I found out I was having a daughter in July 2015, and I seriously dreamed of that day. I am all things feminine, and the thoughts of bows and tutus ran through my mind. There would be dresses, she would be my absolute side kick, and I could teach her about self-care and feminism. She would be compassionate, caring, and make a significant impact on society. Much like my mother’s expectations of me, I had high hopes for my daughter. Weslie Vivian Beaven was born on December 14, 2015. She came into the world five days late, after 25 hours of labor, and made a silent but powerful entrance. This would set the stage for the next two years of our lives together.
All of the above sentiments are true. Weslie is truly my sidekick, my rider, always willing to adventure with Mommy. She is my fashionista, never willing to leave the house without having the best outfit and hair placed perfectly. She is caring; when I’ve had a visually hard day, she comes up to me and asks, “Mommy, are you alright?” For all intents and purposes, she is a dream. But, there is also the side of Weslie, like myself, that can come with discourse.
Energy In, Energy Out
My mother chuckled when she found out I was having a daughter, and said it was such a blessing that she was here to see my daughter and I interact. Why? Because she is an avid believer that the energy you put out when you are young comes back to you in your children, both good and bad. Although I was not a misbehaving child, I had opinions, I was mouthy, and would not stop until I was heard (I know, such a joy for my parents). My prayer was that my daughter would have convictions, but I would rule the roost.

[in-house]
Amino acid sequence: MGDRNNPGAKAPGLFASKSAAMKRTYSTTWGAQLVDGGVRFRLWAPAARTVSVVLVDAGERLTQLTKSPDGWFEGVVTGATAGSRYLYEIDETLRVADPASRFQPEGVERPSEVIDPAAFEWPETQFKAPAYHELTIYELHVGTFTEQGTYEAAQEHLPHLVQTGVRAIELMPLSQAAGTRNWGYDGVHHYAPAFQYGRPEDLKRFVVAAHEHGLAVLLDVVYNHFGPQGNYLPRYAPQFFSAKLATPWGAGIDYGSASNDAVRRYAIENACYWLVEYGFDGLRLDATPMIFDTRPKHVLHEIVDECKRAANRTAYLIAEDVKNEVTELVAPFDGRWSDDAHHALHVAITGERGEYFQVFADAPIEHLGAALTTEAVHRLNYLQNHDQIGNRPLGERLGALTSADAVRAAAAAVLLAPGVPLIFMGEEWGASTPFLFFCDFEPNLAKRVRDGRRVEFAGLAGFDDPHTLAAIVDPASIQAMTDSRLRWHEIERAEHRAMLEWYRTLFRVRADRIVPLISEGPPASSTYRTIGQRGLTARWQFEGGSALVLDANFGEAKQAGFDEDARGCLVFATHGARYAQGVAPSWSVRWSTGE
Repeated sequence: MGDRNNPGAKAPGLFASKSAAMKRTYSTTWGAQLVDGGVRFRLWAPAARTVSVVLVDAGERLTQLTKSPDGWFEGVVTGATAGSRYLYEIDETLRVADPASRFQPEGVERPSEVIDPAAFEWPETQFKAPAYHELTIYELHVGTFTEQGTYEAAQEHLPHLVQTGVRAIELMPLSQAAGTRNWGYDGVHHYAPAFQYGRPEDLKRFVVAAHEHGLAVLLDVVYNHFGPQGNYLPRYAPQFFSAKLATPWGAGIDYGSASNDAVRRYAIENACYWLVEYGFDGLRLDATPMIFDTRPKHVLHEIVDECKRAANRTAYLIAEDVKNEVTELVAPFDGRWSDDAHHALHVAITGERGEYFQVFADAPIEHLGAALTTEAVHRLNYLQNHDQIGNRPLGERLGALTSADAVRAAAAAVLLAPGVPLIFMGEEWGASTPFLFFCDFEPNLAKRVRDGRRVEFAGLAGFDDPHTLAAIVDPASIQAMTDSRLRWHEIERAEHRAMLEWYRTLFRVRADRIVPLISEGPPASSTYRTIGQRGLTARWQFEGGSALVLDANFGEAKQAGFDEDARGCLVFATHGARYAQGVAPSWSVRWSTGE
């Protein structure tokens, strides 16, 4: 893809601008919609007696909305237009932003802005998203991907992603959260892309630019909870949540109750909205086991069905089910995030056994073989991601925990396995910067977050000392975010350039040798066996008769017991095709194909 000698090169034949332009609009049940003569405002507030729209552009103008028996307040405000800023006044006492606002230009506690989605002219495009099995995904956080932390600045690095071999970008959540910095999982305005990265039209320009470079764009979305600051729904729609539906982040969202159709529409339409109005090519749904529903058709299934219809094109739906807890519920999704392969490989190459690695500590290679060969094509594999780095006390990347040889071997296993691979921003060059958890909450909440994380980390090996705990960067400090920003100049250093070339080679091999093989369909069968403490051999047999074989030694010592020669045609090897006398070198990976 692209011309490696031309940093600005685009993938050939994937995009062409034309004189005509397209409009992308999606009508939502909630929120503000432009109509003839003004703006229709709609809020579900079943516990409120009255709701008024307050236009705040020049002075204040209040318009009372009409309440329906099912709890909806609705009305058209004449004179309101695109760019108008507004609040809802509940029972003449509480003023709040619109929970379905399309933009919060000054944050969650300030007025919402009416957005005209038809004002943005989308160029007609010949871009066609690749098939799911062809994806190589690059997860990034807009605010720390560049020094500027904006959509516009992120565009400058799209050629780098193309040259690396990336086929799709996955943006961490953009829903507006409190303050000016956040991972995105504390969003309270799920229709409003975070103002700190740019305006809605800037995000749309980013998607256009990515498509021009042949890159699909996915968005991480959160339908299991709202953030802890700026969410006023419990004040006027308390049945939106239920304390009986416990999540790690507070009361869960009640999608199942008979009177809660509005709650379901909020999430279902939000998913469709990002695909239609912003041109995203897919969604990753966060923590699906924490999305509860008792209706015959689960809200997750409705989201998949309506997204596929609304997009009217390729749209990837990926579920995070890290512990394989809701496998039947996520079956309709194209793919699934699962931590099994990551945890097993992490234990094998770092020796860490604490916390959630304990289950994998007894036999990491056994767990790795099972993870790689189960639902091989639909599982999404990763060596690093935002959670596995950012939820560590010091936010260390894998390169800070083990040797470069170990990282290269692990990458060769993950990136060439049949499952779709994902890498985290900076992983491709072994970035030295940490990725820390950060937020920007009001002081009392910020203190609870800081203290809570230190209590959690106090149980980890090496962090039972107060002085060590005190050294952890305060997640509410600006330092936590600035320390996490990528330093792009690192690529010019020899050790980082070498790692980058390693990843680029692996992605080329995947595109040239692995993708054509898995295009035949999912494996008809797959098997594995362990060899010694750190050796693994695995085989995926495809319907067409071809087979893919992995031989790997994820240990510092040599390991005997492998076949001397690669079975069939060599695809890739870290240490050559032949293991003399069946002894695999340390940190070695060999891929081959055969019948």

Oh, how wrong this theory turned out to be. As my daughter has grown older and her vocabulary develops, I have seen both my best and my worst traits (clutches imaginary pearls). Although she has conviction and is full of fire, there is somewhat of an icy side to her when she doesn’t get her way. For example the other day she said, “Mommy, I am not eating that for dinner, you know better.”
Weslie is outgoing. She lives for the spotlight and doesn’t shy away from attention. When the attention is taken away from her, though, she can get pretty upset. In the mornings, she only wants to wear what she wants to wear, which leads to arguments, and pretty cold trips to the sitter’s house in the morning. Much like Weslie, these are the things that my parents complained about during my childhood, and I shrugged them off when my parents brought them up. Now I have to deal with them in my daughter, and she’s only two.
Looking in a Mirror
Don’t get me wrong, my daughter is just as much of a lover as she is a fighter. She gives the best hugs, and has the absolute best nurturing spirit. When people say she is my “mini me,” I smile and clinch my teeth simultaneously, because many of my not-so-great qualities have cost me with some of the decisions I have made. Having Wes has made me be reflective in my behaviors and actions. I want to see her be her absolute best self, so I am much more careful and intentional when I speak. My husband contends that Weslie is definitely my daughter, not just in personality, but in spirit as well. I am eternally grateful I get to take this journey with her… even if it’s sometimes like looking in a mirror.